Monday, May 11, 2009

The Louvre and Pax Lodge

Paris; Monday; The Louvre

We didn't have any specific plans for today although I was thinking of heading to Montmartre and Sacre Coure. That plan was scratched with one look outside- gray and drizzly and most likely cold. We decided to try for something indoors instead but museums were out because they are usually closed on Mondays. Since museums are about the only indoor things on our list, we double checked and found out The Louvre is open Mondays (closed Tuesdays) so that's where we decided to go. We raced out like a herd of turtles (thank you Lois for that analogy- it's far too accurate and The Eldest and I have been saying it repeatedly on this trip; cracks us up every time) and grabbed breakfast at a little shop on the way to the Metro, which we have all figured out thanks to our chance meeting last night with the couple from London. The Eldest once again navigated successfully to The Louvre. (She told me I have my sudoku puzzles that I enjoy solving; she has subway systems.) We didn't enter through the pyramid since the metro station is a part of an underground mall that's connected to the Louvre entrances. It's quite a set up down there! Food court, shops, Starbucks, you name it. We were directed to an office (set up in a shop-like space) where I purchased a 4 day museum pass for myself; The Eldest gets in free since she's under 26. The guy at the information desk said he thought I would qualify for the free admission too- what a flirt! Guess I can check “flirting with a Frenchman” off my “things to do in Paris” list. ;)

We finally got into the Louvre! Like everyone else, we went into the Denon wing first to catch the Mona Lisa. She is lovely; I'd been warned that she was small so she was actually a little bigger than I had envisioned. Prior to seeing her, though, we saw “Winged Victory” which is placed right at the top of a grand staircase; wowee wow wow, that's one impressive statue, even if it is headless. The third “must see” is the Venus de Milo and we went to where my Louvre guide book said she would be but she wasn't there after all. There was a temporary exhibit in that room so she's either rotated out for now, loaned out, undergoing maintenance, or moved somewhere else. Regardless, we didn't find her, but we spent a good bit of time looking at other statues from the same era. The Eldest even spent a little time sketching one of the busts, something on her Paris “to do” list. It was about this point when we got really hungry but the lines at the cafes inside the museum where a mile long. We wandered back out of the Louvre proper and into the mall area and finally discovered the food court. (I was determined NOT to eat at Starbucks!!) We ate at a Spanish tapas bar, so now we've eaten French croissants in London and Spanish tapas in France. Sheese. Halfway through the meal The Eldest started feeling sick, and then she got worse and worse, so instead of going back into the Louvre as planned we left. I was having a hard time of it anyway since the fibromyalgia was acting up. I would have pressed on (after all, how often do you get to go to the Louvre? I can give in another day) but with The Eldest also feeling ill we left. I would have liked to ask about the Venus and found another painting my dermatologist recommended for us to see, but we were just too wiped out to continue. Home again on the metro, and the end of our Louvre day.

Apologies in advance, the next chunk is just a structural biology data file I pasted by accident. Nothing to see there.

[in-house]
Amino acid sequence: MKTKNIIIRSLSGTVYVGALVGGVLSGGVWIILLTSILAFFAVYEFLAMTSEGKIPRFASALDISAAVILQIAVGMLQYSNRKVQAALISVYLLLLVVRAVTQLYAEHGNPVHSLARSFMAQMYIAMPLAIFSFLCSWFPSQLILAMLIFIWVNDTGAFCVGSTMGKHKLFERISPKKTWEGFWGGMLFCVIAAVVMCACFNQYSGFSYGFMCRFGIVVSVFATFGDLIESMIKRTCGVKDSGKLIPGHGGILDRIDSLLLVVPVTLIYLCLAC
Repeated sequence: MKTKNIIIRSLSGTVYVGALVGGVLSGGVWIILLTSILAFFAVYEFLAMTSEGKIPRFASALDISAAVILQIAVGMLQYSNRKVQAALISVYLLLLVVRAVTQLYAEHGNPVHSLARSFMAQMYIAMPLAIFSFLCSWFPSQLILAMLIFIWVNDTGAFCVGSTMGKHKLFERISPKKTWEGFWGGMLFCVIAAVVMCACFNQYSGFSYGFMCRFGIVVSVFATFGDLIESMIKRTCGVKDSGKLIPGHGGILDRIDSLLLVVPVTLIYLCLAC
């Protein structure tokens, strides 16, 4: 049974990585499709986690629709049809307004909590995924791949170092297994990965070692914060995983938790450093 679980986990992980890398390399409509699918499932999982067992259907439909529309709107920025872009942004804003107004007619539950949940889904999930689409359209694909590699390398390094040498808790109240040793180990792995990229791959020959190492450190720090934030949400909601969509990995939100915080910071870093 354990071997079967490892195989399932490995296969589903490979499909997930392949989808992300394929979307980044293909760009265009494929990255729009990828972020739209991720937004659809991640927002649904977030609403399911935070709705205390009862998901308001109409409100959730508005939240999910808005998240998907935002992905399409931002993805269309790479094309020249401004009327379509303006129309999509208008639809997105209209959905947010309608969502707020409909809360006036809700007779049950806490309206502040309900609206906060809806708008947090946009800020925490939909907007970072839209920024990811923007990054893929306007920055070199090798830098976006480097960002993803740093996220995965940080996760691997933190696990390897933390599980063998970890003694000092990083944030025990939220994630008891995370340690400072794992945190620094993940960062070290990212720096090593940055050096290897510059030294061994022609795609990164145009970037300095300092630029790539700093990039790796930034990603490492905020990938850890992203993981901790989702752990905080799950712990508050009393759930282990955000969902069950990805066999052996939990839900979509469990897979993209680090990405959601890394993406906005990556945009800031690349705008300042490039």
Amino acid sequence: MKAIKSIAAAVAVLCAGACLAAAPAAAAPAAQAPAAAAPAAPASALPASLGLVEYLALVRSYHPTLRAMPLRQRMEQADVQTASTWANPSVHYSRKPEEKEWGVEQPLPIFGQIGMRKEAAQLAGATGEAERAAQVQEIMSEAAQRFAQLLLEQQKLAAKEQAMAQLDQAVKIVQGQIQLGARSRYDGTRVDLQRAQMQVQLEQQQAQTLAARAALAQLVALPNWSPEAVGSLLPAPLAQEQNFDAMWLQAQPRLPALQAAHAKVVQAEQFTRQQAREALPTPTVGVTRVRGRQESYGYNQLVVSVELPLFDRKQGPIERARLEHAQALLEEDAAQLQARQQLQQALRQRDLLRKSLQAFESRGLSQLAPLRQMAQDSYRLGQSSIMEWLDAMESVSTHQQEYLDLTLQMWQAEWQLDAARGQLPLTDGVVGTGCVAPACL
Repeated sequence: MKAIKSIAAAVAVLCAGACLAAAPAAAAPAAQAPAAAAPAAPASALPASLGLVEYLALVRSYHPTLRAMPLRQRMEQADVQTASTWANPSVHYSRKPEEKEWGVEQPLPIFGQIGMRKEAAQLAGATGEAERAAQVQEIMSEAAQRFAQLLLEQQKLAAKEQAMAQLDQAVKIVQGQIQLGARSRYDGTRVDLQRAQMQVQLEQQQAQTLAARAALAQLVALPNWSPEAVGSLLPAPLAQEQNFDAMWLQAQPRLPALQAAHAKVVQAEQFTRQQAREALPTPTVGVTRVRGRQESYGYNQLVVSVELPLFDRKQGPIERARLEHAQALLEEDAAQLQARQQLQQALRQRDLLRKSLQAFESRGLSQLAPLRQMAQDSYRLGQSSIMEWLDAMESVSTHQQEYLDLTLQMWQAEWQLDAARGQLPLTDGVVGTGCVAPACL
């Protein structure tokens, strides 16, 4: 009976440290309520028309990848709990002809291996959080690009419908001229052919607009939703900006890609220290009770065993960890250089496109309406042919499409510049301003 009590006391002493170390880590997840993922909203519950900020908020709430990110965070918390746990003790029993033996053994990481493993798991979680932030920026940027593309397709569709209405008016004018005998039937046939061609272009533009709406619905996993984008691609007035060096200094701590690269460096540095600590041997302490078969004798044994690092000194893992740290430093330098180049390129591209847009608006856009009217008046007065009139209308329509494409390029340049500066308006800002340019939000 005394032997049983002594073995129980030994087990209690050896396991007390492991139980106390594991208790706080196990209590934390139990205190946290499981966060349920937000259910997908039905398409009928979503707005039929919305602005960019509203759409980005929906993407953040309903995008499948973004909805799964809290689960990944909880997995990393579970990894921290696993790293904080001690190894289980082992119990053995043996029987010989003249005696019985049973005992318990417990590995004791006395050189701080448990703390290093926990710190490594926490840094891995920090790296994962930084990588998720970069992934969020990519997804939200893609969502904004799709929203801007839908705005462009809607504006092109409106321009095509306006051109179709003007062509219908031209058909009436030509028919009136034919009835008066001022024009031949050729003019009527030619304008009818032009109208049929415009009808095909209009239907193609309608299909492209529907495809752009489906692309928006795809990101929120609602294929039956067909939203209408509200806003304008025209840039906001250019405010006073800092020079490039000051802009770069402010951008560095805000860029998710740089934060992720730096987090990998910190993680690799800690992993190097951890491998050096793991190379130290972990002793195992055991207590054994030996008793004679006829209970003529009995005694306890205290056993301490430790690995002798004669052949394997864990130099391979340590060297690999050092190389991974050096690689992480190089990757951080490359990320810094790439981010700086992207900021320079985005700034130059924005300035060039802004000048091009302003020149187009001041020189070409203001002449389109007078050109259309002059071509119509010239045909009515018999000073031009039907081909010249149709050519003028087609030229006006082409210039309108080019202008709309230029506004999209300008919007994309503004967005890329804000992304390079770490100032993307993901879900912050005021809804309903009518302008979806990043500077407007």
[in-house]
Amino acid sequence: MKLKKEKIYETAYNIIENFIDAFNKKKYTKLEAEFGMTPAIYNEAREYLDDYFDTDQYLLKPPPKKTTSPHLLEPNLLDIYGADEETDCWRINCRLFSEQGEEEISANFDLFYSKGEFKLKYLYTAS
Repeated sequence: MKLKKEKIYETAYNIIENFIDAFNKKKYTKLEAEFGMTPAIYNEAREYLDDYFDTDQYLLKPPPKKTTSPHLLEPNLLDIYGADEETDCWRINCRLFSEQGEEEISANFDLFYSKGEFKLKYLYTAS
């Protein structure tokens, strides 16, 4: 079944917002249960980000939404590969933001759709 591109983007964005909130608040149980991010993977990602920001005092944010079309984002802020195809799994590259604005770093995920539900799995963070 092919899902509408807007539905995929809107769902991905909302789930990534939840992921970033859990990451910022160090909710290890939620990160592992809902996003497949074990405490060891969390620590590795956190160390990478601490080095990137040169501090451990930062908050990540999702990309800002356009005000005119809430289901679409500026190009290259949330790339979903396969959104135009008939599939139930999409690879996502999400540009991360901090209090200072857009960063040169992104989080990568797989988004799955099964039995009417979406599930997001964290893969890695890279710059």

Pax Lodge
I'm back tracking a bit here to write more about our accommodations in London. We stayed at Pax Lodge, a World Association of Girl Guides and Girl Scouts (WAGGGS) world center. It was absolutely fantastic. The rooms were neat and clean (I think I've written about them already- they are kind of like dorm rooms) and the staff is so warm and friendly. Part of our Girl Scout Law states that we are to be a “Sister to Every Girl Scout” and they certainly made us feel like family. We even found ourselves referring to the Lodge as “home” while we were in London. I so wanted to hug all of the staff members when we left! I asked if we could get a picture with a couple of the girls before leaving and they went ahead and called as many staff members over as they could find. (I'll post the pictures after we get home.) There are a few paid staff members but many of the girls are there working on a volunteer basis. They are from all over the world and have five month shifts. The center pays for room and board and gives them a small allowance. The girls are encouraged to travel during their time off as well so it's a wonderful opportunity and something The Eldest may apply for when she's older. I am really going to encourage the girls in The Middle Child's Brownie troop to start working towards a trip to Pax Lodge when they are old enough; I can't wait to get back there myself!!

1 comment:

Kevin said...